Starting an adventure with Unreal Engine 4

Ok, “what am I doing”? you’ll probably ask. This has already been on this blog! Do I have no any new topics to cover so I dig out an almost 3 years old topic? Well, I decided to rewrite this entry exactly because it is almost 3 years old and Unreal Engine 4 changed a lot. What’s more, my experience grew up and my opinions and approaches to many things changed too.

This article is aimed to people who want to start working in Unreal Engine 4 but is overwhelmed by the sheer amount of online tutorials and simply don’t know where to start. I just want to share you the collection of articles and tutorials that helped me the most with learning UE4.

Running Unreal Engine 4 Plugin’s code in didFinishLaunchingWithOptions on iOS

Now, that’s a long title! Some time ago I faced a very specific problem when implementing a third party iOS SDK into Unreal Engine 4. The SDK required to run its initializing function inside the didFinishLaunchingWithOptions method.

Usually when handling application lifecycle events Unreal Engine 4 uses delegates from FCoreDelegates class like ApplicationWillEnterBackgroundDelegate or ApplicationWillTerminateDelegate. But didFinishLaunchingWithOptions is one of the first methods that runs after the app is launched and at this point Unreal Engine 4 is not initialized yet. Delegates and plugins will not work!

We could modify the engine’s source code and paste the SDK’s code into the ApplicationCore module but this would be a terrible solution as all third party SDKs should be handled by plugins. Here I’d like to show a solution to this problem.

Reducing build size of Android game in Unreal Engine 4

Unreal Engine 4 is considered to be a big, bulky engine that generates a lot of data and has huge build sizes. Such feature might be a serious issue when making a mobile game. Here are few steps to do at the beginning of Android development in UE4 to avoid problems with enormous build sizes.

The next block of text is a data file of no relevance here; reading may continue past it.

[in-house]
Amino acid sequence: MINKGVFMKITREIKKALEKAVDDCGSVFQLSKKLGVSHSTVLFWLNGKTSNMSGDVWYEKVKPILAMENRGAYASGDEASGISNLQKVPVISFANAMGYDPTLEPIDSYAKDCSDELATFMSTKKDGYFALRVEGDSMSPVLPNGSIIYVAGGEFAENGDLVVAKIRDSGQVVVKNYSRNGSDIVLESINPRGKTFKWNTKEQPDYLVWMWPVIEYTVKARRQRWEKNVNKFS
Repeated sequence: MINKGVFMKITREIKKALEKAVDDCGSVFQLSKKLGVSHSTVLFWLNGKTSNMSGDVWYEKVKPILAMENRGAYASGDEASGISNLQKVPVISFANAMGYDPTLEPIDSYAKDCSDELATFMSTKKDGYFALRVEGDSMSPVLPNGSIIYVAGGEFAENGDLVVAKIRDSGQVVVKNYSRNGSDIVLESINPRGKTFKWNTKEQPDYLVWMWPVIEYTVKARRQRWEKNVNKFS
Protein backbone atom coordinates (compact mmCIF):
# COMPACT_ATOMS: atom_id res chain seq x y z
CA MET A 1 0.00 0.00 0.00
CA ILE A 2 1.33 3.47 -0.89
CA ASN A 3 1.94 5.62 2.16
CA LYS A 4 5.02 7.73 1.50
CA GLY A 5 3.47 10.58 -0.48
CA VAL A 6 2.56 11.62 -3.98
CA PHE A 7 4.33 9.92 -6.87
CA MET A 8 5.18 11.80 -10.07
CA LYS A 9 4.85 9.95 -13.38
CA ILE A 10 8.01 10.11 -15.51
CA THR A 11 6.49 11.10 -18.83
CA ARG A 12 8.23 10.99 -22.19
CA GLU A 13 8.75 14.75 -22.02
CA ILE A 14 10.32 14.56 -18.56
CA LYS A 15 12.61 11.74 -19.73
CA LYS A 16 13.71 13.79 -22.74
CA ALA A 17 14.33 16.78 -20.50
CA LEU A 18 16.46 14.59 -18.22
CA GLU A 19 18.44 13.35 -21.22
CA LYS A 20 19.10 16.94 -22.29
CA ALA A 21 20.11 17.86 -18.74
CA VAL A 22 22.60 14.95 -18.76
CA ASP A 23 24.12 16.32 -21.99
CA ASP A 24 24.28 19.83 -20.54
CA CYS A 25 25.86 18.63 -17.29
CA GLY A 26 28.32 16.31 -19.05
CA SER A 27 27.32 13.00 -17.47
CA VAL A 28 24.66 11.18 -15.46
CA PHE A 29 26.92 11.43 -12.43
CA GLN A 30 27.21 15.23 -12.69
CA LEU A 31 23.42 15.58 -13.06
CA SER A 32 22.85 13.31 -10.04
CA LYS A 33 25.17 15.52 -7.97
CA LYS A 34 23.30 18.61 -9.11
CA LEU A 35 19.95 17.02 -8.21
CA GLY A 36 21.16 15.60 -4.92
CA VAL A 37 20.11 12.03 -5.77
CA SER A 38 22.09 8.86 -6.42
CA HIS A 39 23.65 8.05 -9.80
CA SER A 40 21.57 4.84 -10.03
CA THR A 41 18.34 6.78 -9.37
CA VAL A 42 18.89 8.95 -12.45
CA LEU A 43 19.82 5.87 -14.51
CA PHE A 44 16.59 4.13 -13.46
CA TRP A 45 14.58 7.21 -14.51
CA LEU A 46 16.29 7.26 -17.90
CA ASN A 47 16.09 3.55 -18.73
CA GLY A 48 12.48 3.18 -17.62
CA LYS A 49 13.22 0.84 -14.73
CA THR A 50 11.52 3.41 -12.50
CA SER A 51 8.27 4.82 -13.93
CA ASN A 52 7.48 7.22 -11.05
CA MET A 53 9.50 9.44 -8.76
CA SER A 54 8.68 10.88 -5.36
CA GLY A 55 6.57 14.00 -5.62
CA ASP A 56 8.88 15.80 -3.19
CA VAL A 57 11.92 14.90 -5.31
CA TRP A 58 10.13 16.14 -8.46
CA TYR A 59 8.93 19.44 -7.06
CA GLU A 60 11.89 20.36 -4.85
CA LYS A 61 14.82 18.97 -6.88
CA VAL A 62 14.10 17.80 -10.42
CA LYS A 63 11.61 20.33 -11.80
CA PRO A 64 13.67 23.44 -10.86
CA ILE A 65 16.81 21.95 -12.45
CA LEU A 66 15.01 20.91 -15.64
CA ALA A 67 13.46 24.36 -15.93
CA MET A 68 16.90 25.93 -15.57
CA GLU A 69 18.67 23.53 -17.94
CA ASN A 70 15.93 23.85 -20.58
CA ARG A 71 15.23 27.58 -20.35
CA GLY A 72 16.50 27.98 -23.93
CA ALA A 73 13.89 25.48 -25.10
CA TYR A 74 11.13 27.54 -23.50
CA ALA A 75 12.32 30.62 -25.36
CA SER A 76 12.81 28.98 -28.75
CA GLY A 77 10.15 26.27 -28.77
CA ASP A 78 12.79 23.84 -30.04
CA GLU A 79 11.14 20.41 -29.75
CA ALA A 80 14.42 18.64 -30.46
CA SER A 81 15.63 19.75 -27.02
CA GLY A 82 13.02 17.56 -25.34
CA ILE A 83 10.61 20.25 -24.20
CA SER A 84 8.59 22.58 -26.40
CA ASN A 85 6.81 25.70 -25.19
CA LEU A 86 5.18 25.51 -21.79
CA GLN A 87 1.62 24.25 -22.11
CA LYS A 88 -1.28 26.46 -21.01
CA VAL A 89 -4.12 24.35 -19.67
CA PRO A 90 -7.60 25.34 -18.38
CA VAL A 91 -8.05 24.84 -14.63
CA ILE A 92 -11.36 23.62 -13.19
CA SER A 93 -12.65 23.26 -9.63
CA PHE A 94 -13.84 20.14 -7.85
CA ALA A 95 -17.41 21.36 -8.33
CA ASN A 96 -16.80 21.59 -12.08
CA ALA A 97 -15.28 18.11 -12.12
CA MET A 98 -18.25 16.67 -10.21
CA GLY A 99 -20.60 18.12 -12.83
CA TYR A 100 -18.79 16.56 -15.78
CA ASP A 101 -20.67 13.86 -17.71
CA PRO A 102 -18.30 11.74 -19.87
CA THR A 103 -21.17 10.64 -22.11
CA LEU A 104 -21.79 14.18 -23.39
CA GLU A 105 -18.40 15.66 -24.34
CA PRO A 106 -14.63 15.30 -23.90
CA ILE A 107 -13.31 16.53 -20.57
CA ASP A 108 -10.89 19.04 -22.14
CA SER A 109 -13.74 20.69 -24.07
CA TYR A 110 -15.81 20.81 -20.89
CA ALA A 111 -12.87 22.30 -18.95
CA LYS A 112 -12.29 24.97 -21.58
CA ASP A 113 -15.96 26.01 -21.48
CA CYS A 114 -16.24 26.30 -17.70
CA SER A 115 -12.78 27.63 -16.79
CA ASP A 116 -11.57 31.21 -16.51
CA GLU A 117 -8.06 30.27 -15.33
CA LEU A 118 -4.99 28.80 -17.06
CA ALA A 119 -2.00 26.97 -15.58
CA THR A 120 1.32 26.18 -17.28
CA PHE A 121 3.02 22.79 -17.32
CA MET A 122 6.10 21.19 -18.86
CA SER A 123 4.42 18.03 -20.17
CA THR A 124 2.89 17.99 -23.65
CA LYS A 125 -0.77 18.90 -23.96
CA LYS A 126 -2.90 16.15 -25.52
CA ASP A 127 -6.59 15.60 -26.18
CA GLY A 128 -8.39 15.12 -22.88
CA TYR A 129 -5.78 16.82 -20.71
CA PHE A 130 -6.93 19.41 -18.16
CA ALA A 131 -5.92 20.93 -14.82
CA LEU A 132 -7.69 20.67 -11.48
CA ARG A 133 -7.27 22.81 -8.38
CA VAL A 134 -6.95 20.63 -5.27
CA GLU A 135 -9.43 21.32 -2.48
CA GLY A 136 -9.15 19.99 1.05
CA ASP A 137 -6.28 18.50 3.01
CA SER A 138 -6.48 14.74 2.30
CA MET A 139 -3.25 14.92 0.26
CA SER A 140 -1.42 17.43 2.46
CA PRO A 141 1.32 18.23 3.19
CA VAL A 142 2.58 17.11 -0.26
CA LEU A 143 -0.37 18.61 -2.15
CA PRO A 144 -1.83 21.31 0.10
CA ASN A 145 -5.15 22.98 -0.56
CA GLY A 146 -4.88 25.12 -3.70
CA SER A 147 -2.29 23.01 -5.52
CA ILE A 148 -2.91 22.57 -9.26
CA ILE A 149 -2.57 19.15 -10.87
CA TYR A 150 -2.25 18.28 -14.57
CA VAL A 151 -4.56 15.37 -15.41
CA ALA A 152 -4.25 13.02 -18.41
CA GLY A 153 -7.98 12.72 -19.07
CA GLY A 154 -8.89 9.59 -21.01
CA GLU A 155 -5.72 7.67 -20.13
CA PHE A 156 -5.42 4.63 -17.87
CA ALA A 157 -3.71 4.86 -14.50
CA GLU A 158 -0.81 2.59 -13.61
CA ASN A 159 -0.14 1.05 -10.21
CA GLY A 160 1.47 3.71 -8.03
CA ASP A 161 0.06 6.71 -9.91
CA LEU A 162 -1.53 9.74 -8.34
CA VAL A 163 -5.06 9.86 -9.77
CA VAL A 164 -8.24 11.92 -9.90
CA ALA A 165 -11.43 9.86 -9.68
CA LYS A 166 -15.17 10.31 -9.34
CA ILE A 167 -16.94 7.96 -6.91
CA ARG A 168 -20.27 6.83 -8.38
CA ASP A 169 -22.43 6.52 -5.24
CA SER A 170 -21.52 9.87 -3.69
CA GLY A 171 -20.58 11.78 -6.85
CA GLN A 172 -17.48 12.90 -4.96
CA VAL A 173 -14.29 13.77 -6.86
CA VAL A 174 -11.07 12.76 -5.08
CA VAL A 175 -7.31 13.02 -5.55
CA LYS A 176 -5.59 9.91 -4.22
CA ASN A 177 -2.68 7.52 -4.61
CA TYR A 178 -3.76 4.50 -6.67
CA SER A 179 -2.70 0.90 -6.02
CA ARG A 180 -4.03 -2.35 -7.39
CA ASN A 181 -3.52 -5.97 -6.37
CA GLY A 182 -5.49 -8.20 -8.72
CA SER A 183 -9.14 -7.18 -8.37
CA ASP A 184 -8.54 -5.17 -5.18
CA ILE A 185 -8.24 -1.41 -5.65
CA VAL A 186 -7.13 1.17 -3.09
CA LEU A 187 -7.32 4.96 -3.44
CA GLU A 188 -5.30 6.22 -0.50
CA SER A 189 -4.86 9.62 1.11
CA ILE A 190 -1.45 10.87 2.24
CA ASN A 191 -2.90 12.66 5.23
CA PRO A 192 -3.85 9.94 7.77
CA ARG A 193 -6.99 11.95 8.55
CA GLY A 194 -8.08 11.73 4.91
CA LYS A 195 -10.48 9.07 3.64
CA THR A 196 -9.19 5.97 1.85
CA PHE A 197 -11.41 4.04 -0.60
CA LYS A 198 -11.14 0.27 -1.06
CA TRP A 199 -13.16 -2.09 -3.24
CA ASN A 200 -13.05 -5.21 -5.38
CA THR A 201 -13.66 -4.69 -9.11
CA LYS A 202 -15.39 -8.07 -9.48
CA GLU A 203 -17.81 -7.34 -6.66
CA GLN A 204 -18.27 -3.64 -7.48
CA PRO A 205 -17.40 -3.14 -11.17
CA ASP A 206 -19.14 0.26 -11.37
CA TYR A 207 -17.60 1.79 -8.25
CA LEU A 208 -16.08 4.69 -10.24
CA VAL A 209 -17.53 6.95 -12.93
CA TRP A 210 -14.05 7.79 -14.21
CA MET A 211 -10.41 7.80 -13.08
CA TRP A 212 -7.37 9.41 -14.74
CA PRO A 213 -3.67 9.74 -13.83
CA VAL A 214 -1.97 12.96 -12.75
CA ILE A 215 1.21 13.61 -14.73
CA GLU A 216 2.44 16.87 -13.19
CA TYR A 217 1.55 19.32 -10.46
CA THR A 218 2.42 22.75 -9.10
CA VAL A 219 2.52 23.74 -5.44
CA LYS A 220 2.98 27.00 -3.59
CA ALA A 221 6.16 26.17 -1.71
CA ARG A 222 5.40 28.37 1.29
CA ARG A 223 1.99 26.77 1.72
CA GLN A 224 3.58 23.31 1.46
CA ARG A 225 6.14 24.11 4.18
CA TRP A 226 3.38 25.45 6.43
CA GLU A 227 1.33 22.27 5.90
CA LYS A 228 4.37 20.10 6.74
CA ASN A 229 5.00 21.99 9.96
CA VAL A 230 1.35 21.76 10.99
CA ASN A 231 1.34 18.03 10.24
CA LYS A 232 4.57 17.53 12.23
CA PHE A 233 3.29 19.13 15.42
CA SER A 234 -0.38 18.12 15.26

DD2018: Unreal Engine 4 and mobiles – Tips and Tricks

So I was talking at Digital Dragons 2018 about using Unreal Engine 4 to make a mobile game…

Multiplatform Plugins in Unreal Engine 4

Long time ago I wrote an article about adding a multiplatform runtime module to the Unreal Engine 4. This day that article would be complately out of date. UE4 changes and the way the new stuff can be added to it changes too. First of all, I want to to be clear – this article will not cover 100% of the topic, because it’s simply too broad. This is rather a quick start into writing your own plugins, getting know the basics. This article will cover the following topics:

  1. Creating a plugin
  2. Building a plugin
  3. Making a plugin that works differently,  depending on the platform
  4. Using the plugin from C++
  5. Using the plugin from Blueprints
  6. Creating a plugin settings editable from the Editor
  7. Calling asynchronous functions from Blueprints

When writing this article I was using the Unreal Engine 4.18.1.

For the lazy ones – here’s the github source code version.

So, with all of this in mind – let’s start!

Symbolicating crash dumps for Android in Unreal Engine 4